Well, and so it’s like, you know, and I hear what you’re saying, in terms of, you know, you could you as Chief of Naval personnel can only do so much from, you know, pulling the levers that you have perspective. And, you know, to your point that part of this is a recruiting issue. I mean, can you speak a little bit about, you know, what that relationship looks like with Recruiting Command? Because obviously, that’s not your cup of tea but…

 

Vice Admiral Rick Cheeseman

But they work for me. They do. So they work for Naval Education Training Command, and the Recruiting Command works for them. They’re in my mission function tasks. Absolutely. So what does it look like, we anticipate being about 6000 short this year, 6000 recruits short. That’s what a budget estimate submission is for ’24. And we’re, we’re trending in that direction. That is a lot better than our initial projections of about 13,000 short. So our recruiting force is doing a very good job, we have helped them by pulling levers, you know, we’ve raised the age, maximum age to 41, we’ve increased the number of GED folks we can have in the Navy, we’ve increased the number of CAT-4 sailors that we have in the Navy, and not to get too technical about it on the CAT-4 thing. But, you know, I would like to be clear for the audience and everybody else, we are not lowering our standards. We are, we are increasing the pool of eligibles given the authorities we already had, those authorities are on the books and I’m using them to bring them in. With the increase in the CAT-4s where we’re making our money here is the line scores required for those ratings, those standards remain. And we have data that shows that as a single biggest indicator of success in our Navy, is does the sailor have the appropriate line score for that rating. So that’s what we’re focusing on what matters most. And that’s where it is. Real small numbers, you know, you know, we did the pilot in 2022 with CAT-4s, we were bringing in CAT-4s already, before we increase the number, their attrition rates are the same as CAT-3 and other sailors. So there’s no increased risk right now or monitoring this closely to make sure there’s no unintended risk that we didn’t, didn’t didn’t anticipate.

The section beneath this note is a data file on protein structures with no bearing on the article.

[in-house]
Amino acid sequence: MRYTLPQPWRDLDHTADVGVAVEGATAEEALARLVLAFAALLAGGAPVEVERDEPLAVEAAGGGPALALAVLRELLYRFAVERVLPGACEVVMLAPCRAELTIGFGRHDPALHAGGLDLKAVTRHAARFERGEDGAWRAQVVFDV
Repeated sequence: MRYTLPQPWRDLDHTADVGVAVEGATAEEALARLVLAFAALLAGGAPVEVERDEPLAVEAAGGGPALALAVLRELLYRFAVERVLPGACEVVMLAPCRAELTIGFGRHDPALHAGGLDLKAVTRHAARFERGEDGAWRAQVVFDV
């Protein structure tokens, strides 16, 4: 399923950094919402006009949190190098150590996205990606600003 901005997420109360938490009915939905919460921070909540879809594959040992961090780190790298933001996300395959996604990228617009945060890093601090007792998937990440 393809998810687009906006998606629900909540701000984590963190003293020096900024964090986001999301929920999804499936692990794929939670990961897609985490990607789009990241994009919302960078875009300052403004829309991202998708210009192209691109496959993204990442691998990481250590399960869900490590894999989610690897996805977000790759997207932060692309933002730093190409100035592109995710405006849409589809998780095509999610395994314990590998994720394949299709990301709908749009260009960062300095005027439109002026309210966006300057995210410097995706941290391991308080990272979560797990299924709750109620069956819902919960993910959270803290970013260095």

Konstantin Toropin

And just for our for my edification, because my ASVAB score looms very distant in my memory at this point, but, you know, I my understanding correctly, that basically what you’re saying is, you know, let’s say you want to bring somebody in as a Corpsman, their their top line of AFQT score maybe doesn’t doesn’t meet the mark. But those individuals breakout subjects. They’re they’re so fine we don’t care so much that maybe you’re not mechanically inclined, but you’re inclined in all the right ways.

 

Vice Admiral Rick Cheeseman

Absolutely. 10 sections of the ASVAB. But even in those sections, like you said, depending on how you aggregate data, the line scores as specific rating exactly what you talked about, they have to meet that standard.

 

Konstantin Toropin

And you’re and you’re saying that there’s historical data to sort of say that, you know, people should not look at the headline to sort of say, “oh, you know, we’re letting we’re letting everybody everybody in their mother in.”

 

Vice Admiral Rick Cheeseman